Wind Turbine Design
Efficient 3 blade upwind
The most efficient wind turbine design is of a tower holding a 3-blade rotor and an up wind (facing the oncoming wind) although some wind turbine designs only require two blades or are down wind.
Aeronautical Blade Design
Fixed Pitch Stall Regulated Blades (FPSRB)* ensure that the generator will operate even in strong gusty wind conditions.
*The Coemi 55kW G3 has additional centrifugal tip brakes (CTB) which automatically regulate the blade speed up to 25m/s wind speed.
Because the blades are fixed with no moving parts, they are more robust and lighter than variable pitch turbines with the additional benefit of a lower start up generating wind speed from 3 m/s (6.9mph)
The FSRB blades have been specially designed to cope with the strong gusting winds that are often experienced in the UK, especially near the coast. Because there are no moving parts they are far more robust than mechanical pitching systems.
UK Design - European Manufacture
Through partnership with a major Europeam manufacturer, the Coemi 55/15 50Kw is constructed from tried and tested Components supplied by European companies and constructed to IEC 61400-2:2006
ABB M2QA Generator
Wind turbines are designed to harness wind energy but are limited by the laws of physics to capturing just under 60 per cent of the wind’s kinetic energy. This is called the Betz limit. However, modern wind turbine technology means some machines can now capture 70 to 80 per cent.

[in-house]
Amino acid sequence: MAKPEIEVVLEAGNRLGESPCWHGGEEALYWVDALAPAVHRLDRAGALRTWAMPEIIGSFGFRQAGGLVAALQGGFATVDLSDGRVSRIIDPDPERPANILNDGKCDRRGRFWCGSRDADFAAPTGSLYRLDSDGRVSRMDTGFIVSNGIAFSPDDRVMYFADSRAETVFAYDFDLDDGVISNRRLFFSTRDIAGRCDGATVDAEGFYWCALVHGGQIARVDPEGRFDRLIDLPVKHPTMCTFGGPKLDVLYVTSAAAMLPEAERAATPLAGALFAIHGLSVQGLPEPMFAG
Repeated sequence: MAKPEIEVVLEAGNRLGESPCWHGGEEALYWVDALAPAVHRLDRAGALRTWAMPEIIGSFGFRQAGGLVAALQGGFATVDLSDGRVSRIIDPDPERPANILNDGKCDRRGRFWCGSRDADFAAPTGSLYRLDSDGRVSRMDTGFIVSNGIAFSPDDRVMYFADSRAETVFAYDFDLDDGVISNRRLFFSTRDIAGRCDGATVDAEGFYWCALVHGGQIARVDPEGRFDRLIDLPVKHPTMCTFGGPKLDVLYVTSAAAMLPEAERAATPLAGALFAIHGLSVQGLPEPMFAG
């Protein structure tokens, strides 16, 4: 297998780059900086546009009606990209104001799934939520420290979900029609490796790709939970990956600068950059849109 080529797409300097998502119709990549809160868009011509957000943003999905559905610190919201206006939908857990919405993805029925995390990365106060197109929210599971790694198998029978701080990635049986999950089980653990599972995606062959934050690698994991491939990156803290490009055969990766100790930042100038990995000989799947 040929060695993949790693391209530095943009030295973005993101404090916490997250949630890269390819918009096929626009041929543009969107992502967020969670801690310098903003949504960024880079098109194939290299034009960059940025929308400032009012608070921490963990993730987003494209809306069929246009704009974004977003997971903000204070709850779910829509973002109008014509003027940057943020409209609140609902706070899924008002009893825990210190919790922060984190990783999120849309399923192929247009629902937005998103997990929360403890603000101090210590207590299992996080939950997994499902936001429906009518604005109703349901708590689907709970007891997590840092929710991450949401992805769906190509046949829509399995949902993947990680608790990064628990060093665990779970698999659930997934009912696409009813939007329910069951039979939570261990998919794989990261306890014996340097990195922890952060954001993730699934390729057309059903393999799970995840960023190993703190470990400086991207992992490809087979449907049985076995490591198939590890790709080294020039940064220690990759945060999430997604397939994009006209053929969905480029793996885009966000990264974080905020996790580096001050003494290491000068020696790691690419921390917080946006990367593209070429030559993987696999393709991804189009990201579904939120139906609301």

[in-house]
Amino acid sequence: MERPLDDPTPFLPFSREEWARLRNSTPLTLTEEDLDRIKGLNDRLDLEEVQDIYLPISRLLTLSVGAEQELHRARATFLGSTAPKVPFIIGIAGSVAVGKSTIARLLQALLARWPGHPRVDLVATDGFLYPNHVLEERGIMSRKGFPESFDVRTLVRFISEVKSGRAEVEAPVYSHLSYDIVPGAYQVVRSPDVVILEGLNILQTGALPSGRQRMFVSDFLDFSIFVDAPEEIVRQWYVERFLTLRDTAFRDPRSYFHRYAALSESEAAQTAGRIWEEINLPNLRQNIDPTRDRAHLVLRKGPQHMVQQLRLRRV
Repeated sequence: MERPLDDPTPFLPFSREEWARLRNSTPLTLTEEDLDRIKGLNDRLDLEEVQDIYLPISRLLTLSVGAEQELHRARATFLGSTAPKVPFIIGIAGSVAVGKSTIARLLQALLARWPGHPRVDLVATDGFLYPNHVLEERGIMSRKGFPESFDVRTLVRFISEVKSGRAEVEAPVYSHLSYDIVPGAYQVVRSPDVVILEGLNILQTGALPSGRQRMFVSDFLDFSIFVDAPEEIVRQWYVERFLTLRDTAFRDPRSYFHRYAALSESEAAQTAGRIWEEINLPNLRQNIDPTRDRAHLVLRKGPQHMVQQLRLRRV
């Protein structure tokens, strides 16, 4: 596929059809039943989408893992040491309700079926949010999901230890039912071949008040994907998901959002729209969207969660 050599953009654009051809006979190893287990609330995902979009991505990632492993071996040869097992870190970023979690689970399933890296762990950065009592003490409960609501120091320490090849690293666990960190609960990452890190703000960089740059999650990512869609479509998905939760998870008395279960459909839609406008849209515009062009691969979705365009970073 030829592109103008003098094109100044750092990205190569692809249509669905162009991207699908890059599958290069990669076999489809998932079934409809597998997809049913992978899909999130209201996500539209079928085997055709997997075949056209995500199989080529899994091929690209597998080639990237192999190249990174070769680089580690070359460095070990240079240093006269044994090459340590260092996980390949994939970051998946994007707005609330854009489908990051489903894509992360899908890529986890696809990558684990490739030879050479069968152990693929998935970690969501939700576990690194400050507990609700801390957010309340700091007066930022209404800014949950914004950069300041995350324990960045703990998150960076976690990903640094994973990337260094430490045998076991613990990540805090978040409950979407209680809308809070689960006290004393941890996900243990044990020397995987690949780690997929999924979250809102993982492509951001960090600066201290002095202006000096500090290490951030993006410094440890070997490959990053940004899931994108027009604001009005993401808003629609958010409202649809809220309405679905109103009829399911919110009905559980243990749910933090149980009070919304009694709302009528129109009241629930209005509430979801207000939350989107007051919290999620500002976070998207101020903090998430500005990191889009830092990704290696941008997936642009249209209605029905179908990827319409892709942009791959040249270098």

Coemi-G3 turbines are the most efficient designs with a power conversion of 85% because they use a asynchronous generator which is directly connected to the grid with no need for an inverter.
Most commercial machines are based on the horizontal axis wind turbine (HAWT), but even the best wind turbine design needs to be right for its location. Different locations have different conditions, which in turn, require different equipment. Wind turbines require good steady winds to operated at maximum efficiency, level sites with little obstruction to the prevailing winds are ideal.
Positions close to high buildings, trees or on a ridge or brow of a hill should be avoided as these will cause turbulence, and irregular gusts.
The PLC (Programmable Logic Controller) monitors wind speed, wind direction, generator temperature voltage, amps and braking. As the wind increases the torque on the blades, electrical load (amps) is increased on the generator, maintaining the fixed rotation speed, similar to large wind farm generators.
There a clear advantages with these systems over old fashioned mechanically furled generators.
- Less maintenance
- Longer blade life
- Higher generation for a comparable size
- Larger capacity designs without compromising reliability and maintenance
Essentially, every element of the build must follow a tailored plan, taking into account many factors such as where the wind turbine is going to be placed and the infrastructure of the grid at your location. The size or possible up grade of your transformer is an important factor to be considered.